After nearly 90 minutes of public testimony Tuesday, the city council unanimously approved a blighted designation for 374 acres on the east side of the city.

The designation opens the door for redevelopment of an old city wastewater lagoon that was abandoned a decade ago when the city waste treatment plant was modernized.

At the hearing, more than a dozen people spoke against the blighted designation. Four spoke in a neutral capacity or in favor.

Most objections were based on threats that development would pose to wildlife and wetlands nearby.

Chamber and DevCo CEO Gary Person said a designated wetland consisting of about 70 acres is included in the blighted and substandard area, but those acres would not be developed. The wetland was included in the blighted and substandard study because the designation calls for a land base that adjoins.

“There are no plans to develop that,” Person said of the designated wetland.    

Nevertheless, other residents asked for an environmental impact study. City officials said an environmental impact study is a possibility if development moves ahead and a redevelopment plan is written. More wetlands could even be created, said Keith Carl of Hanna: Keelan Associates of Lincoln, the firm that conducted the study to see if the area met the state criteria for blighted and substandard.  

“I have difficulty seeing it as anything but a wetland and wildlife habitat,” a resident of Burlington Ave. said. “It is at the confluence of two rivers. It is a transitional area.”

Critics said development would disrupt waterfowl migrations and habitat for eagles, foxes and deer.

Sophia Klein, who lives at 1003 E. Fourth, said some residents are confused as to where to ask questions and how to ask them. She said it is a “huge fear” that if the blighted and substandard designation is approved, “it means it’s done” and a proposed meat packing plant will be built there.

In response to Klein, tax increment financing attorney Mike Bacon of Gothenburg said any development in the blighted area must go through more steps and hearings, which  would take at least 60 days.

Bacon said the Community Redevelopment Authority would advertise for development proposals, which could be submitted by any prospective developer. The CRA selects the best proposal, and once they do, hearings are held before the planning commission and city council to consider the plan, the details of which would potentially qualify the development for tax increment financing.

If the area is blighted, is would be open to other businesses besides a packing plant, Bacon said.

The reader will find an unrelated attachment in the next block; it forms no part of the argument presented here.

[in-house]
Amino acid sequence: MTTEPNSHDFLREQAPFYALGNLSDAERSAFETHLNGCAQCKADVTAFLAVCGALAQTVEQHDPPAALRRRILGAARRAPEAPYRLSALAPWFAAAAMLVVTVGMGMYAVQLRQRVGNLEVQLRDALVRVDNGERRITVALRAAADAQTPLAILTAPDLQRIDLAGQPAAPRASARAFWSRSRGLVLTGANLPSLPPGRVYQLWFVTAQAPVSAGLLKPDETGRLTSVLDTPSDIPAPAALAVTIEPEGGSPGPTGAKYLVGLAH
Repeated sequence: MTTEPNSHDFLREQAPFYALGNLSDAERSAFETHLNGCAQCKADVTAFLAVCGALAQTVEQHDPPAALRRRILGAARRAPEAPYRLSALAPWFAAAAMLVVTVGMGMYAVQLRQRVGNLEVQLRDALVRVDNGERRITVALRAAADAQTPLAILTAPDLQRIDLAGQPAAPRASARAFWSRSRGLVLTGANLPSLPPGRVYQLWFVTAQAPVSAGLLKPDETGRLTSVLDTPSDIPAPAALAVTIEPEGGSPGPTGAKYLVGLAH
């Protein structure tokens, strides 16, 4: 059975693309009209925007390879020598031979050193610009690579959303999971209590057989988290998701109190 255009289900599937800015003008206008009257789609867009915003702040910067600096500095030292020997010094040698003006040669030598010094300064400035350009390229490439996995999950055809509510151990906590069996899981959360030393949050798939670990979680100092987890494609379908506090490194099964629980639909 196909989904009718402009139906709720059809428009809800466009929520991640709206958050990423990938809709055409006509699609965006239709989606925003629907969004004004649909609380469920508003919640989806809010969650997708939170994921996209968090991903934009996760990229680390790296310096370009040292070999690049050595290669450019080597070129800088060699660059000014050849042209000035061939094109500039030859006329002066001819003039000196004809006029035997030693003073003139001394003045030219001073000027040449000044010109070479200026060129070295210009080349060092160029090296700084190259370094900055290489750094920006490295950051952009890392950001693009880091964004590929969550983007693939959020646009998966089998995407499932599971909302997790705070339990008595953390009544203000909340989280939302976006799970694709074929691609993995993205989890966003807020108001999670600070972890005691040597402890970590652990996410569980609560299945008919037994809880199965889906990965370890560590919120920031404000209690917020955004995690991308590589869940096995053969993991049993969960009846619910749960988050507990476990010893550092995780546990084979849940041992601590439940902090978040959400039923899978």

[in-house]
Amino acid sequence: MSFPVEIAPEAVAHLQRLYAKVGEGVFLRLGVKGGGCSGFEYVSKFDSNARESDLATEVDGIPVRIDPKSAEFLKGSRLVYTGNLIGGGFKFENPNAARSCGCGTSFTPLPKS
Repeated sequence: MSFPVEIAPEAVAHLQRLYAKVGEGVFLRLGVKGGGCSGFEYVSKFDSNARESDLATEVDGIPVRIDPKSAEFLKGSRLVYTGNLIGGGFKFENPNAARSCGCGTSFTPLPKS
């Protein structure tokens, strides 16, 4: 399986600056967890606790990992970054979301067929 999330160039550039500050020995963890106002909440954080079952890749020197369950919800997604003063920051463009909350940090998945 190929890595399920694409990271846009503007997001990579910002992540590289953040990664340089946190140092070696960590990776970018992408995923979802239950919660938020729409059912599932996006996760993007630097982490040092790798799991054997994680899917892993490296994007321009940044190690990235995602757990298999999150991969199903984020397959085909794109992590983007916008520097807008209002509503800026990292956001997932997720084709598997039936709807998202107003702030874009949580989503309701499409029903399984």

Klein indicated she might also apply for the redevelopment rights. She has said it’s been a vision of she and her husband to develop a hunting and fishing area there.

Sophia’s husband Johnny said residents are being told that North Platte needs the development, or it will die, despite the fact that city sales tax receipts hit a 16-year high in January.

David Huebner, who lives on Airport Road within sight of the property, said “Heavy industrial has no place in such a vulnerable location. It is home to four dozen bald eagles. And, blighted areas that are open to heavy industry invite “border area crime into our community. This is a legitimate concern.”

Huebner is a retired border patrol agent.

After the public hearing, Councilman Ed Rieker moved to adopt the blighted and substandard designation and Councilman Ty Lucas seconded the motion.

During discussion, Councilman Pete Volz noted that the designation is the first step in a longer process toward developing the area, and the end use is not yet determined.

Councilman Jim Carman agreed with Volz about that and thanked people for attending the meeting and speaking. Carman said he must think about the greater good and the best interests of the community, knowing there are some negatives in just about everything.  

Councilwoman Donna Tyron said more studies will be conducted before the end user is determined, and “this just opens the door for options for the city in a favorable way.”

Rieker believes the habitat and wildlife will be protected and added, “I live here too. I’ve seen the population and standards of living decrease because we haven’t had high number of high paying jobs.”

Rieker said development would elevate the economy of the entire area, not just North Platte, increasing the demand for employees and thereby raising overall wages. And in North Platte, new employees would eat at restaurants, buy new tires and windshields.

He said he is aware of the challenges but excited about the proposition.

“We will be proud to live in North Platte,” he predicted.

The council voted 8-0 in favor of the blighted and substandard designation.

To watch a video of the council meeting, click here: The blighted and substandard discussion begins about 1 hour and 18 minutes into the meeting.

Top photo: Sophia Klein addresses the council.